Also, a rod bolt that cannot withstand 40 lbs of torque will never withstand 6000+ RPM. I'm thinking something very wrong is going on. I'd blame the bolts first and question the quality of them and maybe the authenticity of the ARP stamps. Knock-offs come in all industries.
 

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Without knowing the specifics under which these bolts are failing I would have to ask a few questions:
* Was anyone measuring stretch? (I saw this already mentioned but saw no response)
* Was the torque wrench fully operational? (a trained mechanic would surely have known when they were pulling more than 40 lbs.)

Also, a rod bolt that cannot withstand 40 lbs of torque will never withstand 6000+ RPM. I'm thinking something very wrong is going on. I'd blame the bolts first and question the quality of them and maybe the authenticity of the ARP stamps. Knock-offs come in all industries.
I will agree 110%! As I stated the stamping looks alot different than the ones on my sons new eagle h-beam rods! And also the post about how they seat makes alot of sense to me! M reread post 5
 

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Discussion Starter #13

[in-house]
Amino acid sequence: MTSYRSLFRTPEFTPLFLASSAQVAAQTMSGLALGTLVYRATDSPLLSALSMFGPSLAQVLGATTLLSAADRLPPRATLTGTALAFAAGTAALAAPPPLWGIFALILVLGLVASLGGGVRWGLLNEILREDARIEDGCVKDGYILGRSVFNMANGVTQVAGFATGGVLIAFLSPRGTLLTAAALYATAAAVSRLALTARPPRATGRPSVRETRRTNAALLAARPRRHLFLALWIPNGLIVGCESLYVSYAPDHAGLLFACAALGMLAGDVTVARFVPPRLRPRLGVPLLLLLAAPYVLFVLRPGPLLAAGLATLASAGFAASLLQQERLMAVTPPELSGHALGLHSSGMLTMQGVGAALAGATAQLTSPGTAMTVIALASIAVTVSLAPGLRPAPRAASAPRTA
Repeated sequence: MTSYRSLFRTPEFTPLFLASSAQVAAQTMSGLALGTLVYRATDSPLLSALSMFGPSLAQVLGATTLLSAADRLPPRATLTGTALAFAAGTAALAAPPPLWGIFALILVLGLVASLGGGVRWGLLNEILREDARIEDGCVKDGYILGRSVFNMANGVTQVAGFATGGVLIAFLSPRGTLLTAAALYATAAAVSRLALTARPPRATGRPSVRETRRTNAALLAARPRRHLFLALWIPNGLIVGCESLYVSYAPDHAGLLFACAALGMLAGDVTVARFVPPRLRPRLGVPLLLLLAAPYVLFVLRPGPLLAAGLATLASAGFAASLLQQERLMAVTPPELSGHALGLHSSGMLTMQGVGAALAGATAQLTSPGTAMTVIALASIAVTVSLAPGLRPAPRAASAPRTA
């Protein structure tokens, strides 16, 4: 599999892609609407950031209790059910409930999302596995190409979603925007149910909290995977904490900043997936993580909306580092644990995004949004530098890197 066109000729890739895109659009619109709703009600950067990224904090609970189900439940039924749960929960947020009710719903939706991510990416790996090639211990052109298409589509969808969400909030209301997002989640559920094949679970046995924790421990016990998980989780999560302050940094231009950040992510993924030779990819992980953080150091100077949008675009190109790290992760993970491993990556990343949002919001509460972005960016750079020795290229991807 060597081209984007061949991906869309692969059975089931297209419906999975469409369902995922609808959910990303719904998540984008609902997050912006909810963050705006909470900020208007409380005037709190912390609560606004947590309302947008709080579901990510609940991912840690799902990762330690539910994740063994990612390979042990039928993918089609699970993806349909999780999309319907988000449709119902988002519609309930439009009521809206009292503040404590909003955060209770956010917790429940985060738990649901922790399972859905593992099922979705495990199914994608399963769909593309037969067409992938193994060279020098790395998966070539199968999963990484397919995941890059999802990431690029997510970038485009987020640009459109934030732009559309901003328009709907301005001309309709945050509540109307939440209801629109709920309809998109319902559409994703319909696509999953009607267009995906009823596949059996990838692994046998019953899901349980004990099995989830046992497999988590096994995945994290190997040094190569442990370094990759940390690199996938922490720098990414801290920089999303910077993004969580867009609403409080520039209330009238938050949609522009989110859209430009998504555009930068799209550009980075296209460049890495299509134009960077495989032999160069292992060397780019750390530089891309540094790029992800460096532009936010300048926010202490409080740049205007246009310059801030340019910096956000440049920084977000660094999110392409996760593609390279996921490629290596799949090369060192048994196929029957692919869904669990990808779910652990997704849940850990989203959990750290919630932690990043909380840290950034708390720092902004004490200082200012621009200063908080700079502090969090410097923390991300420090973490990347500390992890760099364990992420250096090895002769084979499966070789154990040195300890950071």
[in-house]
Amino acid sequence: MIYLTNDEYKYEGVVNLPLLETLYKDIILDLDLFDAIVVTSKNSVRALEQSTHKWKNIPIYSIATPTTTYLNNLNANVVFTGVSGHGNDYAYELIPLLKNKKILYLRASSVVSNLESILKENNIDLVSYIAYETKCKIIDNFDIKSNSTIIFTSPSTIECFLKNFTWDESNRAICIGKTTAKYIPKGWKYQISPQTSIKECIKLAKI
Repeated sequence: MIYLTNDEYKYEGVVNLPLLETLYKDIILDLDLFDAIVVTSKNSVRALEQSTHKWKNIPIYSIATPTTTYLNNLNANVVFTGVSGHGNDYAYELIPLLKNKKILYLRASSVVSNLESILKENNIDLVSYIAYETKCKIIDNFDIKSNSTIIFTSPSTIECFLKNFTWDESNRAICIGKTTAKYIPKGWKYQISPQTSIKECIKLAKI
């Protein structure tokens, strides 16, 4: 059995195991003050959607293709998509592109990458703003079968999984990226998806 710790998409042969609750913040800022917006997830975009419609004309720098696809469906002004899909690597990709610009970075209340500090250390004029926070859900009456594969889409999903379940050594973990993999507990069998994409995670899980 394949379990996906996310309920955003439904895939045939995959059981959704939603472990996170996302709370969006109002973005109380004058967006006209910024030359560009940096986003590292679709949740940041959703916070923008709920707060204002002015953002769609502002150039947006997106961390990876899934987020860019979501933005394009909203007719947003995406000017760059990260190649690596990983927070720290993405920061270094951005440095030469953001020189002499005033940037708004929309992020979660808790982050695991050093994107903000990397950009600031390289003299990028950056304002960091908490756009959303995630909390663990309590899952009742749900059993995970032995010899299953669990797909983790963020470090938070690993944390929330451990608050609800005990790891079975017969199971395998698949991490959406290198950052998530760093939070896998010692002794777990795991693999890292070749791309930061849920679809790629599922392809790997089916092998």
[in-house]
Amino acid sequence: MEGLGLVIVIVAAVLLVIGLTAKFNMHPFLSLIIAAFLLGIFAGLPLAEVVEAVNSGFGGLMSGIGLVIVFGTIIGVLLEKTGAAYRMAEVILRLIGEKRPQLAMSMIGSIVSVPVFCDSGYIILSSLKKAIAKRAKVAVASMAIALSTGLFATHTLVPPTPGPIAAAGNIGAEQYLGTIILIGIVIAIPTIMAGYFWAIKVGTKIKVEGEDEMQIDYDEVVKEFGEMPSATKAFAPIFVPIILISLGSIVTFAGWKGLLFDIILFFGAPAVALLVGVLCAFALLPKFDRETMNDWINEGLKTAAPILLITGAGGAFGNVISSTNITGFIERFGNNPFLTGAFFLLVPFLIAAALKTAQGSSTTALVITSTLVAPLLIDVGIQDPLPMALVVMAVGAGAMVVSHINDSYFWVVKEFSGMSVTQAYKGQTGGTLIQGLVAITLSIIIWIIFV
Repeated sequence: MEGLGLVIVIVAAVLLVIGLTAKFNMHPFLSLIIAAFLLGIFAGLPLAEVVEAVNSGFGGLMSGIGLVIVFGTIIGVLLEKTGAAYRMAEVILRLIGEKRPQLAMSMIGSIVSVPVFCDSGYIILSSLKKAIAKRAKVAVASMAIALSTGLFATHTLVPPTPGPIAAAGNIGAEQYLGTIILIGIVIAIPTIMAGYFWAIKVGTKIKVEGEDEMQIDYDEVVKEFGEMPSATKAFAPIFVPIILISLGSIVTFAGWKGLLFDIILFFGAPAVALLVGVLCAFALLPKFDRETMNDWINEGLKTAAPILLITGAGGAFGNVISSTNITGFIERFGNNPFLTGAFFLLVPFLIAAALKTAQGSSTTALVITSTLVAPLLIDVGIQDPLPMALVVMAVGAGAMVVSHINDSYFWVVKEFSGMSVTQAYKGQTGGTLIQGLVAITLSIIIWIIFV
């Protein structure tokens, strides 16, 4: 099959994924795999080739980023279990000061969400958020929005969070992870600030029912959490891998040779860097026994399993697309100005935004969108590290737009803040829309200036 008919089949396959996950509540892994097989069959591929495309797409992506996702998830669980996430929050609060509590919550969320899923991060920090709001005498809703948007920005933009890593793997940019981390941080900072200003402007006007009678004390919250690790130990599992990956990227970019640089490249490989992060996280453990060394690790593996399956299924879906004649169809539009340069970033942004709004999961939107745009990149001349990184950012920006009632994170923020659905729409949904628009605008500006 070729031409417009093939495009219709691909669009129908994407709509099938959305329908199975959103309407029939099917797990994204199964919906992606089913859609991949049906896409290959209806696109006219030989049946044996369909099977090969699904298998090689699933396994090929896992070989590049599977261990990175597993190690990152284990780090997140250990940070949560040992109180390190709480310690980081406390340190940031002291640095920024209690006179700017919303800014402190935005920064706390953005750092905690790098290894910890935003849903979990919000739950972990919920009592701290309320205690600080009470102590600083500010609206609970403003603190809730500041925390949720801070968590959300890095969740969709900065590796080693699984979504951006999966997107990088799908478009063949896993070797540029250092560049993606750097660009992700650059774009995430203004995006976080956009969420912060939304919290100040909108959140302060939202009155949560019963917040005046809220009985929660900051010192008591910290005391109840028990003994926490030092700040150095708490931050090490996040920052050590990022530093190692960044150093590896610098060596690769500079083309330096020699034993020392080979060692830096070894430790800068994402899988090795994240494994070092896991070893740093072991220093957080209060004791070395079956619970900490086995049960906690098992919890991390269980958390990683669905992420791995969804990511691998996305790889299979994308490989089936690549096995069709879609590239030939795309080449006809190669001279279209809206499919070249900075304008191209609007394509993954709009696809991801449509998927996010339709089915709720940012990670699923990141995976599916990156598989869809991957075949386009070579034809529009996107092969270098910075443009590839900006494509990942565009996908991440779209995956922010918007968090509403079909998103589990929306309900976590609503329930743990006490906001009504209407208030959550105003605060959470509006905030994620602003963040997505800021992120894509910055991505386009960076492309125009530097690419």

i fully agree. I also thought about the integraty of the bolts performing:))eek:)) , a grade 5 bolt from the hardware store should take 40 pounds. i'll make these suggestions to him, lend him my torque wrench.
how should he measure stretch at this point, and what should he be looking for.
 

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i fully agree. I also thought about the integraty of the bolts performing:))eek:)) , a grade 5 bolt from the hardware store should take 40 pounds. i'll make these suggestions to him, lend him my torque wrench.
how should he measure stretch at this point, and what should he be looking for.
Is the engine at an assemble form and breaking the bolts prior to a final? does he own or know how to use a dial indicator? Not meant to be insulting but is he willing to disassemble the short block to check all this shit out? I would like to see a pic of the rods from a side shot to see how the bolts are seating on the cap. I personally think that bolt stretch is just a few steps away from curing the original problem. M